About 15 years ago when I first walked through Rawcliffe Meadows with a digital camera I was rather fascinated by that picturesque and characterful brick wall, and wondered about its significance. Once I recognised its significance I was glad it had been retained. It reminds me of the orchards of the former hospital.
It took me a while longer to recognise and appreciate the ridge and furrow remnant near Blue Beck.
It’s not just about the meadows and ings. The extension of the flood bank will affect other much-valued places alongside. Particularly worrying is the proposed work through part of Homestead Park, which risks ruining the wilder section of this much-loved park, but has presumably been agreed to by the Joseph Rowntree Trust. There’s no comment by them on the planning portal, and very little detail I could find, except that it presumably involves cutting down some trees. The plan for this area includes the suggestion
Any felled logs could be retained on site and carved as sculpture, seating or play features
— it’s not logs that are felled, is it, it’s trees, which then become logs. As I recall there’s no shortage of logs in that area, but we may soon be lamenting our shortage of trees.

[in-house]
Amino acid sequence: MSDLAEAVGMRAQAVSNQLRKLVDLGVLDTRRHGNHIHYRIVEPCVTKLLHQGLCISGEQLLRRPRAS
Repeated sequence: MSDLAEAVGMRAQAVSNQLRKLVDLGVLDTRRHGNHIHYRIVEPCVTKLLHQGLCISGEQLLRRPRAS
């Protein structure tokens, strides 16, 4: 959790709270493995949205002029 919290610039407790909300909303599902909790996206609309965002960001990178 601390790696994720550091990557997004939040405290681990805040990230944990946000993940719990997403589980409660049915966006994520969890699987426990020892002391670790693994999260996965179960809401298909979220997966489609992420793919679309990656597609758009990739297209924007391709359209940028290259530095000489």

The Design and Access Statement (PDF here) includes towards the end details of how many vehicle movements are expected and what these heavy lorries will be bringing.
From the dates on the above, it appears that the Environment Agency thought that work would be well underway by now.
There are of course proposals to try to make good some of the damage done, particularly to the SSSI parts of the work area. As the officer report states, ‘the Environment Agency’s proposals include the last resort of compensatory habitat.’
The compensatory habitat will be delivered on land adjacent to the SSSI and owned by the Environment Agency, known as Rawcliffe Ings. Rawcliffe Ings is some 12ha in area and is in the north-west corner of the application site (between
Rawcliffe Park and Ride and Country Park and the river)
I’m no expert, but I don’t think you can just roll up a wildflower meadow like a carpet and lay it somewhere else. According to the report, the replacement will be achieved through ‘translocation of turves, green hay spreading and collected seeds’. I hope that will work, but it seems to be generally acknowledged that it will take a long long time to become something akin to what’s there now.
Why is it recommended for approval?